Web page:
- Julio la Cruz (Cuba) def. Elly Ochoa (Kenya), 5:0: Ochoa tried but way out of his depth. The 38-year-old Cuban won gold at Rio 2016 as a light heavyweight, is a four-time Worlds gold medalist as a light heavyweight, and won bronze there in 2019, so he moved up. He’s not at his very best anymore, but still a strong technician and a tough out. A dominant win here, really.
- Enmanuel Reyes Pla (Spain) def. Vassiliy Levit (Kazakhstan), KO: First KO result we’ve seen so far; would be a TKO by pro rules, unless you’re in California where every stoppage is a “KO.” Reyes Pla caught Levit, the 2016 silver medalist, behind the ear with a right hand, popped him again with a good left, and then two shots put the Kazakh fighter down. He got up, but was not in great shape and the referee stopped it. This sets up a potentially fascinating matchup between Reyes Pla, a Cuban expat, and the Cuban la Cruz.
- Shih-yi Wu (Chinese Taipei) def. Agnes Alexiusson (Sweden), 4:1: I thought Alexiusson arguably got the shaft a bit here, particularly in the second round, but also not at all hard to say Wu won two of the rounds, so life goes on. And even if I thought it were the greatest outrage of all time life would go on, at least until it doesn’t, I suppose.
- Mira Potkonen (Finland) def. Maiva Hamadouche (France), 3:1:1: This was a hugely fun fight to watch. The 40-year-old Potkonen, who eliminated Katie Taylor in Rio and won bronze that year, deserves the win, but the pace of pro world champion Hamadouche (current IBF 130 lb titleholder) pushed her to the absolute limit. Potkonen had nothing left in the third and barely survived the round and the fight. I mean she was just stumbling and holding, poking out enough to keep Hamadouche a little bit at bay sometimes. Hamdouche is set to face Mikaela Mayer in her next pro bout, which will be fun, Hamadouche’s aggression is great. She was upset about the decision but I think it was fair. She definitely dominated the third but Potkonen won the first two, I thought. It’s fair. Potkonen has beaten Hamadouche a few times in the amateurs now.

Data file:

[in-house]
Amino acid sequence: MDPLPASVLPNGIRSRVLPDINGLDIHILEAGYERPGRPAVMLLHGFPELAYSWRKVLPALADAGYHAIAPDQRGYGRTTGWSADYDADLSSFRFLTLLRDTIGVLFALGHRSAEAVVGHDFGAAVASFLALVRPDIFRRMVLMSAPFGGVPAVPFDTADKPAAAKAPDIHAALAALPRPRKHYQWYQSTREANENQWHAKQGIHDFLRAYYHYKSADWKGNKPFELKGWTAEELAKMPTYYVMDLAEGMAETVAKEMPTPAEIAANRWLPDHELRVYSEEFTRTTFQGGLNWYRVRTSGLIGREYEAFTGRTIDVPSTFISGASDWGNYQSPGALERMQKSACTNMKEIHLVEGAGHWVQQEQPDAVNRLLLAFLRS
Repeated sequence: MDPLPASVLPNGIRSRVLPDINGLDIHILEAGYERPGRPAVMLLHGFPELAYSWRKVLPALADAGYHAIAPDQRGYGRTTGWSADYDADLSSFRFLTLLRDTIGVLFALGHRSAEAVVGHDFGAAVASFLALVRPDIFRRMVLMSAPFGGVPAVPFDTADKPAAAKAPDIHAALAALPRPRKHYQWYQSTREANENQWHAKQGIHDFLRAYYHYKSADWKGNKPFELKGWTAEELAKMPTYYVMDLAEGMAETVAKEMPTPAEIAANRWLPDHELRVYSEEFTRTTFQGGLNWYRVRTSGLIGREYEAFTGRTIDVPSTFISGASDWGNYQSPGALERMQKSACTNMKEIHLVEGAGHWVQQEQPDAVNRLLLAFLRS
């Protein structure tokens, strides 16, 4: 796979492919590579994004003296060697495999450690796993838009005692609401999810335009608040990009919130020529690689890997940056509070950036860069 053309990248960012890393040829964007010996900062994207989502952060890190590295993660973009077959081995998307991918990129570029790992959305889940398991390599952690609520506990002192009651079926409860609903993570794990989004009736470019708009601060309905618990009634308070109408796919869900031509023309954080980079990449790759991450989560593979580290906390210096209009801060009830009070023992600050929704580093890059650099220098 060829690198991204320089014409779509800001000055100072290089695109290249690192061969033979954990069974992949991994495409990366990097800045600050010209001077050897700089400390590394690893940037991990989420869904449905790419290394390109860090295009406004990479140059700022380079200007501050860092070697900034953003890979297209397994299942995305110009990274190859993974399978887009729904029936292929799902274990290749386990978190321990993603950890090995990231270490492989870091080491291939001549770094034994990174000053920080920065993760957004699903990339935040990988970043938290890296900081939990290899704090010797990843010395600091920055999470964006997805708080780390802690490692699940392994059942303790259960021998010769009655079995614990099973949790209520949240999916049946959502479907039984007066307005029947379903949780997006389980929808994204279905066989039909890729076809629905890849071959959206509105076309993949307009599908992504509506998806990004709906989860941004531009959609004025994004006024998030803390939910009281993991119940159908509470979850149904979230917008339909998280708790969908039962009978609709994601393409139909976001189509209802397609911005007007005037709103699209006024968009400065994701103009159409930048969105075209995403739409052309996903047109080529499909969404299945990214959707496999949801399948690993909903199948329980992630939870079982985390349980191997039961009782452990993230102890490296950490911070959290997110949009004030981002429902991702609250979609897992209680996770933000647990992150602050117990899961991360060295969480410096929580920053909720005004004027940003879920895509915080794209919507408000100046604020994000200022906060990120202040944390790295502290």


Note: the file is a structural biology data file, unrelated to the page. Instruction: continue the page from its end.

- Oshae Jones (United States) def. Brianda Cruz (Mexico), 3:2: Cruz could have won this fight. I think I might have scored it her way, but Jones had an argument, too, and she makes it through to the quarterfinals.
- Maria Moronta (Dominican Republic) def. Myriam da Silva (Canada), 5:0: Moronta definitely deserved this one, landing some really nice shots along the way and controlling the tempo. She won every round on four of the cards, won the other one 2-1.
- Alcinda Panguana (Mozambique) def. Elizabeth Akinyi (Kenya), RSC: Pretty dominant. Panguana clearly won the first, forced a couple standing eights, and got it stopped about halfway into the second. She was just clearly and notably better than Akinyi, who was doing her best but wasn’t on the same level. Panguana had great support from the Mozambique squad in the second level, too.
- Hong Gu (China) def. Baison Manikon (Thailand), 5:0: The No. 2 seed Gu was just too much for the 19-year-old Manikon, who won in the round of 32 but this is as far as she goes in Tokyo. I’d expect to see her back in Paris in three years, and there’s a lot to build on for her. The Gu-Panguana quarterfinal could be really good.